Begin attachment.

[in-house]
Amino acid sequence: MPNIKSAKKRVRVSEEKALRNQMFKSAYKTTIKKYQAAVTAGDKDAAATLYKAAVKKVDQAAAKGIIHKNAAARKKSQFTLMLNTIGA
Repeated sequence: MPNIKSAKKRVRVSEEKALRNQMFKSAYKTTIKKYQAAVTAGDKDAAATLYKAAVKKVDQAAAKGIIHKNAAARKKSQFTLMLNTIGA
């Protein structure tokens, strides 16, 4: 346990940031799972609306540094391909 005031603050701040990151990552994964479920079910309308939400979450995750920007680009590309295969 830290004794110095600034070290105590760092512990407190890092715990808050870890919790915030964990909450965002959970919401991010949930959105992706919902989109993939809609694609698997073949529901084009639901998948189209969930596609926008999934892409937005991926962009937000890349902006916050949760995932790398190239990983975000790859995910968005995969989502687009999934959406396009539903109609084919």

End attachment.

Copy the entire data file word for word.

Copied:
[in-house]
Amino acid sequence: MPNIKSAKKRVRVSEEKALRNQMFKSAYKTTIKKYQAAVTAGDKDAAATLYKAAVKKVDQAAAKGIIHKNAAARKKSQFTLMLNTIGA
Repeated sequence: MPNIKSAKKRVRVSEEKALRNQMFKSAYKTTIKKYQAAVTAGDKDAAATLYKAAVKKVDQAAAKGIIHKNAAARKKSQFTLMLNTIGA
């Protein structure tokens, strides 16, 4: 346990940031799972609306540094391909 005031603050701040990151990552994964479920079910309308939400979450995750920007680009590309295969 830290004794110095600034070290105590760092512990407190890092715990808050870890919790915030964990909450965002959970919401991010949930959105992706919902989109993939809609694609698997073949529901084009639901998948189209969930596609926008999934892409937005991926962009937000890349902006916050949760995932790398190239990983975000790859995910968005995969989502687009999934959406396009539903109609084919």